However, there’s a catch: it’s worth remembering that most people haven’t bought smart phones yet. Smartphone penetration remains comparatively tiny, and in the biggest growth markets for phones (Africa, BRIC) it’s still dirt-cheap simple phones which are driving the growth.

And people are used to buying phones on hardware features: the best camera, for example, is a big influence. That’s why Apple has been advertising with “there’s an app for that” – raising a flag for the one big advantage they have. But until you actually use a phone which is infinitely malleable via applications, it’s hard to appreciate why it’s so cool. So it’s not a totally easy sell.

(As an aside, this is the reason why the iPod Touch is so important: it’s a “gateway drug” for the app store. You might not buy an Apple phone, but you might replace your old iPod with the touch… and then find that you love the apps. At which point, you’ll buy an iPhone next time.)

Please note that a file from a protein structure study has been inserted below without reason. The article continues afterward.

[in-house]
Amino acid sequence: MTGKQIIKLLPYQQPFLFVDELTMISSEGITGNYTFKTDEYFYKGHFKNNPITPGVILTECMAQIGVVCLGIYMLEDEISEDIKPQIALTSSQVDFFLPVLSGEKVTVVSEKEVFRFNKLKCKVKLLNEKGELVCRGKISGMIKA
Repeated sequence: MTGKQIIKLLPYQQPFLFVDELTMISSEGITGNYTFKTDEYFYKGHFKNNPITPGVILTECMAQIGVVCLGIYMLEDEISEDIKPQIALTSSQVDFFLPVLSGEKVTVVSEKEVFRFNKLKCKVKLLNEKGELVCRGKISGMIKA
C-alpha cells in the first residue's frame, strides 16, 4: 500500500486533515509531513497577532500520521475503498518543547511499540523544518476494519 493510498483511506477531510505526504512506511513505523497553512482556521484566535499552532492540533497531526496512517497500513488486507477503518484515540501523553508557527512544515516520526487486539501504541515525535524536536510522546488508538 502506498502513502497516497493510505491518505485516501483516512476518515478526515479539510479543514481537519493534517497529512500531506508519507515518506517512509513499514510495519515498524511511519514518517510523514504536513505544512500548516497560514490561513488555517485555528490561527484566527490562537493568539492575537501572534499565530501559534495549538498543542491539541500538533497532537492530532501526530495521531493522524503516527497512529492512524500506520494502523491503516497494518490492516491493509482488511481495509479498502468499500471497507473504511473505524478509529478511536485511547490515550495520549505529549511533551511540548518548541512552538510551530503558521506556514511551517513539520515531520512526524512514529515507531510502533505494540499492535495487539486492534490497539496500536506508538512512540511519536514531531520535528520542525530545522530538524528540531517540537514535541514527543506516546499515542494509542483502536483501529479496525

So the game isn’t over yet, and there’s plenty still to play for. But Apple has a head-start, and if I was a betting man, I’d place my money on the iPhone. Essentially, it’s Apple’s lead to throw away – but, as others will no doubt point out, Apple has thrown away leads before.

(Update: John Gruber’s written an interesting response to this, and I’ve written a further response posing what I think is an interesting question: What happens when there aren’t 100,000 apps on the store, but one million?)